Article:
10 Ways to Help Those Who Grieve

When a family has gone through a loss, whether it be the loss of a child, pet, parent, friend, co-worker or relative, people want to know how they can help. Here are a few practical ways you can get involved.

1. Give Them Space
Often, when one is left raw and hurting from loss, they need space to re-group and heal before entering back in to society. Knowing when to back off is a good skill to develop.

2. Be Understanding
Those who are grieving will have mood swings, being hermit-like one day and needing company the next. Be patient with the person and do not show any frustration with their seemingly unpredictable needs. Be flexible and go with the flow.

3. Don't Be Shocked
Oftentimes, a hurting person will say things they don't mean. If your friend or loved one drops a cuss word or two, don't panic. They are trying to process their thoughts and may only know how to express themselves through the crudest of language.

4. Clean Something
Mop the floors. Clean out the refrigerator. Fold the laundry. Do something practical. They may not ever notice what you did, but it will help. Trust me. Also, don't pepper them with questions on where things are or how they like things done. Use common sense. If the person asks you to do something or use something different, comply without an argument.

5. Talk/Listen
Those who have faced loss want to talk about their loved one. Ask them what dad's favorite TV show was, their plans they had for their baby, where Spot liked to go on a walk. There is nothing worse than the feeling that no one cares about their loved one. Keep the memory alive and help find healing in meaningful conversation.

6. Send a Text
When our son passed away, a very dear friend took it upon herself to text me a verse from the Bible every morning. They were the first thing I read upon waking. I don't know how I would have gotten through the first month without those texts. If you or your friend/loved one is not religious, text them positive thoughts or kind words. They will be a healing balm.

7. Send Snail Mail
In a day where so much communication is done electronically, snail mail is a treat. Send those cards and notes as often as you can. Getting something in the mail may be their only bright spot in the day.

8. Bring Food
Food is very helpful in the days following a loss. Often, families are flooded with food at the very beginning, but within a few weeks they are back to trying to cook for themselves. Ask them about meals. If they have plenty of food, wait a few weeks or even a month before bringing a meal. Be sensitive about any food allergies or diet restrictions. Restaurant gift cards are also a nice idea. They don't have to cook (neither do you!) and they are able to get out of the house for a little while.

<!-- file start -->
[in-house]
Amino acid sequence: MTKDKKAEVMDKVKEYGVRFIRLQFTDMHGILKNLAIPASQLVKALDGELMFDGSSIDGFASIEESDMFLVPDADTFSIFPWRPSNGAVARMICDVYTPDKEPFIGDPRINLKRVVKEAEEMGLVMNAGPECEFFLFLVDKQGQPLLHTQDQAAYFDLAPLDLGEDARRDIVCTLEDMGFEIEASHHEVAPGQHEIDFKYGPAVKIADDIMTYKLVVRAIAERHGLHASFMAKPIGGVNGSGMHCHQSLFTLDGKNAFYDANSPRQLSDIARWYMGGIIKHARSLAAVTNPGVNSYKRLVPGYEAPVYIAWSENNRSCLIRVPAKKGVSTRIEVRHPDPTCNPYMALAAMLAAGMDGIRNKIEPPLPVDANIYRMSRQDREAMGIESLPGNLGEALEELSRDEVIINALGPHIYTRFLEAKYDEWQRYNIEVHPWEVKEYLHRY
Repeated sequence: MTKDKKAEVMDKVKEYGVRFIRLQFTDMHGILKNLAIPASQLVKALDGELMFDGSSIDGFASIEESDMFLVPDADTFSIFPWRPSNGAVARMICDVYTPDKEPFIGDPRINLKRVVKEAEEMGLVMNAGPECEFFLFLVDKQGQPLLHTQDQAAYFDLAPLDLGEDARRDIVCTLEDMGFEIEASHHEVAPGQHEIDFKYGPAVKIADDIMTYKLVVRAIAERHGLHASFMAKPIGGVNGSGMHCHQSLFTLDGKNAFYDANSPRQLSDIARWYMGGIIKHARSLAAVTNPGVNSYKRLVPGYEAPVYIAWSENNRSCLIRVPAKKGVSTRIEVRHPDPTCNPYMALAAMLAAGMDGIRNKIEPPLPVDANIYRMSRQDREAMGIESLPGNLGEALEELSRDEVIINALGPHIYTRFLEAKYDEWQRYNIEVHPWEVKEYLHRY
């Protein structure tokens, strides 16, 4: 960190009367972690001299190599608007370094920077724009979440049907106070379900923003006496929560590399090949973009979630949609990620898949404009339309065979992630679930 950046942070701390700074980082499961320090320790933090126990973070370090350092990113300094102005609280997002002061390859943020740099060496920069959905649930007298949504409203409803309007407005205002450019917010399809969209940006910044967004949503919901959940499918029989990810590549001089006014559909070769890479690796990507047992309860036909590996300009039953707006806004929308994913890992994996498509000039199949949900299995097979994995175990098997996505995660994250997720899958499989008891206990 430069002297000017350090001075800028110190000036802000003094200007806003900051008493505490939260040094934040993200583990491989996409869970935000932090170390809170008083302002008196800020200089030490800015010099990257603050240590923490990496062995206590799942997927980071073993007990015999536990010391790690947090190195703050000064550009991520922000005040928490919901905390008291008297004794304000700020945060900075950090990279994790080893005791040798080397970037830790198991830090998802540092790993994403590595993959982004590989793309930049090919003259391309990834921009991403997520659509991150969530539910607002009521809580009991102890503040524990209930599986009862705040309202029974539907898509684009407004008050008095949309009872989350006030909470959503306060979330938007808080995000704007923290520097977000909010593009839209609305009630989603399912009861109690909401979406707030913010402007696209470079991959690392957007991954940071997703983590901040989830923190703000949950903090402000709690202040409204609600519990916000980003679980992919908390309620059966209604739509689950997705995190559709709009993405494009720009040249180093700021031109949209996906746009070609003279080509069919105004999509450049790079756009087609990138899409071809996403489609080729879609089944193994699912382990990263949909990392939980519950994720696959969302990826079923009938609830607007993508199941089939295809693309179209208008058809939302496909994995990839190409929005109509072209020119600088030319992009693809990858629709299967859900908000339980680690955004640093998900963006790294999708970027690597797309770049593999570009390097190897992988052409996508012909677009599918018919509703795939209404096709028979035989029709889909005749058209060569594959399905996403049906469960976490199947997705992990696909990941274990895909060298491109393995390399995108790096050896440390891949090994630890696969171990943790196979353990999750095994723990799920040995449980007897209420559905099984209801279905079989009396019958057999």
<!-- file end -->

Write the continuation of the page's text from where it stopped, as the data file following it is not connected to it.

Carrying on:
9. Take them Out
If your friend or loved one is starting to tread the dangerous waters of deep depression, becomes suicidal or refuses to see or talk to anyone for days on end, take them out. Get them out of the house, even if it's only for a ride to the other side of town and back. They may be upset with you at first, but they will thank you later.

10. Cry
Cry with those who have lost. Let them know that you, too are sad, that you hurt when they hurt, that you hurt because they hurt.

Friday, January 11, 2013

Perfect? No.

I am not a perfect mother.

I make mistakes.

I get mad.

I stomp around the house.

I am crabby (sometimes).

But still people put me on a pedestal.

They think that since I have "made the ultimate sacrifice" in letting my babies go, I am somehow above other mothers, that I have attained perfection.

This is not true.

Just because I have lost does not make me a perfect mother.

It makes me a different kind of mother.

It makes me a mother who knows that just because a child has a perfect check-up each year does not mean everything is going to be fine.

It makes me a mother who, even while I am upset, knows that someday I might wish I could get another night of interrupted sleep.

It makes me a mother who is scared of a 101-degree fever.

It makes me a mother who has to learn to trust, all over again.

Has losing our sweet babies changed the way we parent? Yes. Has it made us better parents? In some ways, yes. It is not a journey we would have chosen for ourselves, but it is a journey we must take. So please, don't put grieving parents on a pedestal. Don't hold us up as ideal parents because we have lost. Trust me, it is another burden we don't need to bear. We have enough already.